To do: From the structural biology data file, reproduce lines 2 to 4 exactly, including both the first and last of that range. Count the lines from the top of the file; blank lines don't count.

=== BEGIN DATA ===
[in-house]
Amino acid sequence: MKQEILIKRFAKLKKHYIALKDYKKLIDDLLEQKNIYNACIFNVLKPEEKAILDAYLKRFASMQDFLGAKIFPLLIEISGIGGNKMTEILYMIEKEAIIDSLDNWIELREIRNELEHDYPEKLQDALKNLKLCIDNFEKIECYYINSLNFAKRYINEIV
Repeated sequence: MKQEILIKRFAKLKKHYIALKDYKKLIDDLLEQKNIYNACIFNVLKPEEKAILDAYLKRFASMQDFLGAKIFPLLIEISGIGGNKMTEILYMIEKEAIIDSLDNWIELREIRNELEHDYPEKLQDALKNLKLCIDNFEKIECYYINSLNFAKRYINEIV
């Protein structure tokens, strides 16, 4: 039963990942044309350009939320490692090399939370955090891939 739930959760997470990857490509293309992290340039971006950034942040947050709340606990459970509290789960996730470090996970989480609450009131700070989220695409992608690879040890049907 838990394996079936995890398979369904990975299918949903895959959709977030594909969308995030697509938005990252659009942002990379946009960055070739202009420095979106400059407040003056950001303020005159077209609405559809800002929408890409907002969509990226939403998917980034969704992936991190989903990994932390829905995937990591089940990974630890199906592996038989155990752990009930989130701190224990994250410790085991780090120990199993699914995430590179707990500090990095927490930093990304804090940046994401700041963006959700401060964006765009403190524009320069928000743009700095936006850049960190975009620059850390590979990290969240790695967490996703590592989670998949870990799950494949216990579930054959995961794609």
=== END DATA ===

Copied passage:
Amino acid sequence: MKQEILIKRFAKLKKHYIALKDYKKLIDDLLEQKNIYNACIFNVLKPEEKAILDAYLKRFASMQDFLGAKIFPLLIEISGIGGNKMTEILYMIEKEAIIDSLDNWIELREIRNELEHDYPEKLQDALKNLKLCIDNFEKIECYYINSLNFAKRYINEIV
Repeated sequence: MKQEILIKRFAKLKKHYIALKDYKKLIDDLLEQKNIYNACIFNVLKPEEKAILDAYLKRFASMQDFLGAKIFPLLIEISGIGGNKMTEILYMIEKEAIIDSLDNWIELREIRNELEHDYPEKLQDALKNLKLCIDNFEKIECYYINSLNFAKRYINEIV
């Protein structure tokens, strides 16, 4: 039963990942044309350009939320490692090399939370955090891939 739930959760997470990857490509293309992290340039971006950034942040947050709340606990459970509290789960996730470090996970989480609450009131700070989220695409992608690879040890049907 838990394996079936995890398979369904990975299918949903895959959709977030594909969308995030697509938005990252659009942002990379946009960055070739202009420095979106400059407040003056950001303020005159077209609405559809800002929408890409907002969509990226939403998917980034969704992936991190989903990994932390829905995937990591089940990974630890199906592996038989155990752990009930989130701190224990994250410790085991780090120990199993699914995430590179707990500090990095927490930093990304804090940046994401700041963006959700401060964006765009403190524009320069928000743009700095936006850049960190975009620059850390590979990290969240790695967490996703590592989670998949870990799950494949216990579930054959995961794609």